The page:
Filing for bankruptcy is a very ‘front-loaded’ process for most people – essentially the pre-filing period where all your information is gathered and analyzed by your attorneys is a lot of work (for you and us) and filing your petition itself is simply a couple of mouse-clicks on our end.  Now, that your petition has been filed, you know that your creditors’ meeting will be coming up soon, and that’s probably about all you know. 

Once your petition is filed, the bankruptcy court will mail out a notice of filing to all of your creditors.  This puts them on notice that you are protected by the federal bankruptcy laws from their efforts to collect, at least until further notice.  Your trustee will also mail something out, but not to your creditors – he or she will mail something to YOU. 

In preparation for your creditors meeting, the trustee assigned to your case will send you a letter, some kind of questionnaire and a request for documents.  It is your duty, under the bankruptcy code, to respond to the trustee’s requests.  If the trustee does not receive your response at least 10 days before your creditors meeting, he can dismiss your case or continue your creditors meeting, thereby delaying your discharge.  Most law firms, including Marco | Wimmer PLLC will assist you and guide you in this process, to make sure all t’s are crossed and all i’s are dotted.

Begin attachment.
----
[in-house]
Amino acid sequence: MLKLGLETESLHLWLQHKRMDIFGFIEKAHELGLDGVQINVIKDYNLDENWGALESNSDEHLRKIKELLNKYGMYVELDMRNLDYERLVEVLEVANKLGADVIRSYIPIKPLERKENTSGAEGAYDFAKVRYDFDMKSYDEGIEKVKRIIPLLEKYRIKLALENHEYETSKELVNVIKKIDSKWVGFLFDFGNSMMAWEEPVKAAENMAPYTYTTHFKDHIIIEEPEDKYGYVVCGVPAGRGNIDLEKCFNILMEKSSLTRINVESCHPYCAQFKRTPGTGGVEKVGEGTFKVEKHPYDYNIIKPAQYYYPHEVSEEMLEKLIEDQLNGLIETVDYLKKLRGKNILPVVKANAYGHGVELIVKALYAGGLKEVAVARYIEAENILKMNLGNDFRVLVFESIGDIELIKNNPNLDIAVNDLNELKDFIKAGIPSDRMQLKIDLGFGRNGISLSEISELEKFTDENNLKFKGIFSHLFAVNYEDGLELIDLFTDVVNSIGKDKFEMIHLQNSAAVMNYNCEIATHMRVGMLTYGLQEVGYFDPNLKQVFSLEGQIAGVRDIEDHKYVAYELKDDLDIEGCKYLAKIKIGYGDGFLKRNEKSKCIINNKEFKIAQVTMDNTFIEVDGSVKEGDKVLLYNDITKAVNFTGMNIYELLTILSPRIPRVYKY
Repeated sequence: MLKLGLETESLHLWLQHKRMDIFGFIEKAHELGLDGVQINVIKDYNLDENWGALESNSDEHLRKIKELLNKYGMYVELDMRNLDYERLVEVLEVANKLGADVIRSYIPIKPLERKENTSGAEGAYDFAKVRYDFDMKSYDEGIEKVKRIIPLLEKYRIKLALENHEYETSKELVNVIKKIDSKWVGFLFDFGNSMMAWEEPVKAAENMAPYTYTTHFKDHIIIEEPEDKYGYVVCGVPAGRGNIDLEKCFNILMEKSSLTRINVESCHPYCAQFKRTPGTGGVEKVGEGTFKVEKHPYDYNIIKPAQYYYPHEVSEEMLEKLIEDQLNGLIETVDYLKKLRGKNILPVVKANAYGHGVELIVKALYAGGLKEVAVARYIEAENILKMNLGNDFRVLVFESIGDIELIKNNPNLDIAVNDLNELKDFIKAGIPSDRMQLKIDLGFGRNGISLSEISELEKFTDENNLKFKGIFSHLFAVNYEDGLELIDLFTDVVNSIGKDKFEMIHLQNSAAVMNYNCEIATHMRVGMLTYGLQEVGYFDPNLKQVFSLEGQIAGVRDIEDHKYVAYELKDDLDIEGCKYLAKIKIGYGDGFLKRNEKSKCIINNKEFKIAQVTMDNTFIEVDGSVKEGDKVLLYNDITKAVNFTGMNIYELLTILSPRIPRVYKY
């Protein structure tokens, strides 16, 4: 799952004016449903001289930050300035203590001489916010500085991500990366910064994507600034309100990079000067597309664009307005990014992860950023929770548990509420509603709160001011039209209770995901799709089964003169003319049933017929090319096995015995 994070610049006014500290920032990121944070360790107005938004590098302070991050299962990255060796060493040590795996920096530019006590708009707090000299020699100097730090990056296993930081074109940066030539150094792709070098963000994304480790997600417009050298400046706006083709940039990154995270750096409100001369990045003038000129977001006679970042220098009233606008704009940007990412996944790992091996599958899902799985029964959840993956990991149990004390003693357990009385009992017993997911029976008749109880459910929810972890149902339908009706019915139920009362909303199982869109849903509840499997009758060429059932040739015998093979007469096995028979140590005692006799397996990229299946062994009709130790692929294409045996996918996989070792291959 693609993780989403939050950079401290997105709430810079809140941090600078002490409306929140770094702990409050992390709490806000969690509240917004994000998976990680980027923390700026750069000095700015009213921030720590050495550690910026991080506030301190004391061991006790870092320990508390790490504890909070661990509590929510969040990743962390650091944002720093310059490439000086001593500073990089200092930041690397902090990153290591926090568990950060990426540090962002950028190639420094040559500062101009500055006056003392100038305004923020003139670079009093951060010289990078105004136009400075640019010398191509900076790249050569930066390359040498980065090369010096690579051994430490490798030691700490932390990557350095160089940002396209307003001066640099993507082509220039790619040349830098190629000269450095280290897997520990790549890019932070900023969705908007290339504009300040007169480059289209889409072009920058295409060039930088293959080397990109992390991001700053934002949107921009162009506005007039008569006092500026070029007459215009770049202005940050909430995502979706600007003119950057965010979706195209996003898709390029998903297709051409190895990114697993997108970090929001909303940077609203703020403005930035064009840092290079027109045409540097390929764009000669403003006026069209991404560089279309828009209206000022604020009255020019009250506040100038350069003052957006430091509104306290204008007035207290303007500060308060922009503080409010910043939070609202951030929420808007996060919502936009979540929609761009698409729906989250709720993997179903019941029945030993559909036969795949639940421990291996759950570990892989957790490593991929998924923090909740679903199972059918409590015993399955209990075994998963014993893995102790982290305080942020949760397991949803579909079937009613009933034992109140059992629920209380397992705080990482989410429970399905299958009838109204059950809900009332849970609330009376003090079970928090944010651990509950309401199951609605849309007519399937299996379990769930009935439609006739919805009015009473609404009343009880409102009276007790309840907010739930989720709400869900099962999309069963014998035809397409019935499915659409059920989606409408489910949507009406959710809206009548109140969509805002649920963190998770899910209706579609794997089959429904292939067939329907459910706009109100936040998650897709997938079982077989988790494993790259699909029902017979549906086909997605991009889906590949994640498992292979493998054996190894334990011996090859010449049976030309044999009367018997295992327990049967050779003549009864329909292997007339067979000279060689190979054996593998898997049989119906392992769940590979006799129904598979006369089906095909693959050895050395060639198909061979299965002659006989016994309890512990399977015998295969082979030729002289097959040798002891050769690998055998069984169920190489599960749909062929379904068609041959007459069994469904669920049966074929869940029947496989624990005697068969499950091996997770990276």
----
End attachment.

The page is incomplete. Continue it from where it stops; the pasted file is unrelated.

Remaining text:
The Trustee’s request will be your main project between your filing and your creditors meeting.  You may also want to go ahead and complete your financial management course during this time.  You don’t have to complete this course before your creditors meeting, but you can.  I typically recommend this, because then, once your creditors meeting is done, YOU are done and simply wait for the trustee to recommend your discharge and administer your assets, if there are any.